Other Voices, Other Rooms

by Truman Capote

Start Free Trial

What is the significance of Amy's glove in "Other Voices, Other Rooms"? Is it merely that she, like all the other main characters, is flawed or injured?

Expert Answers

An illustration of the letter 'A' in a speech bubbles

Gloves are both a symbol of society and a symbol of separation.  In earlier times, particularly Victorian times, it was considered improper for a lady to be in public without her gloves on.  She must have gloves in order to separate her bare skin from the notice of society, and to ensure that she not touch the bare skin of another, particularly a man.  This sort of separation, even alienation, marks Amy's character.  She is emotional removed from the people around her and inconsistent in her behavior, either expressing leadership or showing petulance.  She prefers fake and lifeless objects to real ones, as shown in the case of the bird.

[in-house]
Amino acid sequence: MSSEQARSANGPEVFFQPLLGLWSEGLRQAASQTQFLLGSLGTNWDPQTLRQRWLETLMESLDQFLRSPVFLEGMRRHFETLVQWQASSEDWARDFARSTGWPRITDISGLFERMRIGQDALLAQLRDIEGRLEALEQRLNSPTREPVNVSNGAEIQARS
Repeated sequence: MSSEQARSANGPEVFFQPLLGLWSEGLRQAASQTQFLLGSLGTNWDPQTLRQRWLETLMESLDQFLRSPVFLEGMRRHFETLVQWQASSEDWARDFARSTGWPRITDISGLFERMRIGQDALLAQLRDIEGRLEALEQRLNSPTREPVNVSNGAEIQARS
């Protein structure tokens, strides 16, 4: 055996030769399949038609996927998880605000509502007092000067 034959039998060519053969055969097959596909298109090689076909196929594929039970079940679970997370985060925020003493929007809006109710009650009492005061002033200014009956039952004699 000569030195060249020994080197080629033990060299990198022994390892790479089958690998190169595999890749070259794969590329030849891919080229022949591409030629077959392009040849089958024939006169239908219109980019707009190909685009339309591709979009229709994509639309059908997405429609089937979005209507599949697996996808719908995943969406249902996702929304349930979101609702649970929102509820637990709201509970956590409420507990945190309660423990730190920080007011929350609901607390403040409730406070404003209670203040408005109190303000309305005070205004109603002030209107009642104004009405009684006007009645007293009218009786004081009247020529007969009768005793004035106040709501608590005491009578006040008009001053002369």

As symbol for society, the glove takes on a secondary meaning.  Amy hesitates to conform to society's wishes.  She has to weigh her own values against those of the community, such as dressing appropriately and performing "homely" duties.  She does eventually "don" the glove, taking on the behaviors of the community in order to please Randolph.

See eNotes Ad-Free

Start your 48-hour free trial to get access to more than 30,000 additional guides and more than 350,000 Homework Help questions answered by our experts.

Get 48 Hours Free Access
Approved by eNotes Editorial Team